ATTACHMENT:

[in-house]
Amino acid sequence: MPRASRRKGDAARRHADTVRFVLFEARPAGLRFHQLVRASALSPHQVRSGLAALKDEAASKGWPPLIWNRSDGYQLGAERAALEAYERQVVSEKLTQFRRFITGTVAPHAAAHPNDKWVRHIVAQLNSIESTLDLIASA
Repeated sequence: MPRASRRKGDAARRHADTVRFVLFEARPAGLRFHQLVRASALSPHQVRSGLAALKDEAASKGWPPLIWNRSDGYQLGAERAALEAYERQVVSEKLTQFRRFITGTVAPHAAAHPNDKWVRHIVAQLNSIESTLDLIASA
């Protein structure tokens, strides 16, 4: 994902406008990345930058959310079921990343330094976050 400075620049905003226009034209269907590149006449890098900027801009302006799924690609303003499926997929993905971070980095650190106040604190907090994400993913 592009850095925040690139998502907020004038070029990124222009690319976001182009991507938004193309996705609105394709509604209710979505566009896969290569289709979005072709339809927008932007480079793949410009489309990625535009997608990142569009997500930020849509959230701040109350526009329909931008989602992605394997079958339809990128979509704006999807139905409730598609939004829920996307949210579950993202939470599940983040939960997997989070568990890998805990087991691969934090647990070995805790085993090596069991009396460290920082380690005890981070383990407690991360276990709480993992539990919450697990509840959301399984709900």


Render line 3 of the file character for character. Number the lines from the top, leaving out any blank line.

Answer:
Repeated sequence: MPRASRRKGDAARRHADTVRFVLFEARPAGLRFHQLVRASALSPHQVRSGLAALKDEAASKGWPPLIWNRSDGYQLGAERAALEAYERQVVSEKLTQFRRFITGTVAPHAAAHPNDKWVRHIVAQLNSIESTLDLIASA